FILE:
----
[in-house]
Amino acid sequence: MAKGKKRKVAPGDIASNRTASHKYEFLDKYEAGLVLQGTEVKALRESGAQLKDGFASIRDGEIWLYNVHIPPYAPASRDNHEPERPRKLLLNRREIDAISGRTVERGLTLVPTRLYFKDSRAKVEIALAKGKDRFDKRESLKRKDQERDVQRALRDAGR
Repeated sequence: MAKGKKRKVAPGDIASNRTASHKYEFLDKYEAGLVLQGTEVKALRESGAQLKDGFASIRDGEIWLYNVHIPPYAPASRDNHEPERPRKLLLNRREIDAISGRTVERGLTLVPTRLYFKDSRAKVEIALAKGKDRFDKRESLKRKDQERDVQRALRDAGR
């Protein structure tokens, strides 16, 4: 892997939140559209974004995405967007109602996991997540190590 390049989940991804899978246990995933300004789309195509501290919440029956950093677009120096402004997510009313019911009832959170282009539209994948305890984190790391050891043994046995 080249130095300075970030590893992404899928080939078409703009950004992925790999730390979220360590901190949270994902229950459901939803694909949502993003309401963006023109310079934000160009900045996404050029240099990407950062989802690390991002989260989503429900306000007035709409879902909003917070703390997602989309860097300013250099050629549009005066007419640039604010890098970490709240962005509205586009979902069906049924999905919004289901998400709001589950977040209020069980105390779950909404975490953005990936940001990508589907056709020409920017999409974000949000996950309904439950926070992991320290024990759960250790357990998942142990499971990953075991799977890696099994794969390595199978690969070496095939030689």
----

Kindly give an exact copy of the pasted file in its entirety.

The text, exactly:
[in-house]
Amino acid sequence: MAKGKKRKVAPGDIASNRTASHKYEFLDKYEAGLVLQGTEVKALRESGAQLKDGFASIRDGEIWLYNVHIPPYAPASRDNHEPERPRKLLLNRREIDAISGRTVERGLTLVPTRLYFKDSRAKVEIALAKGKDRFDKRESLKRKDQERDVQRALRDAGR
Repeated sequence: MAKGKKRKVAPGDIASNRTASHKYEFLDKYEAGLVLQGTEVKALRESGAQLKDGFASIRDGEIWLYNVHIPPYAPASRDNHEPERPRKLLLNRREIDAISGRTVERGLTLVPTRLYFKDSRAKVEIALAKGKDRFDKRESLKRKDQERDVQRALRDAGR
């Protein structure tokens, strides 16, 4: 892997939140559209974004995405967007109602996991997540190590 390049989940991804899978246990995933300004789309195509501290919440029956950093677009120096402004997510009313019911009832959170282009539209994948305890984190790391050891043994046995 080249130095300075970030590893992404899928080939078409703009950004992925790999730390979220360590901190949270994902229950459901939803694909949502993003309401963006023109310079934000160009900045996404050029240099990407950062989802690390991002989260989503429900306000007035709409879902909003917070703390997602989309860097300013250099050629549009005066007419640039604010890098970490709240962005509205586009979902069906049924999905919004289901998400709001589950977040209020069980105390779950909404975490953005990936940001990508589907056709020409920017999409974000949000996950309904439950926070992991320290024990759960250790357990998942142990499971990953075991799977890696099994794969390595199978690969070496095939030689």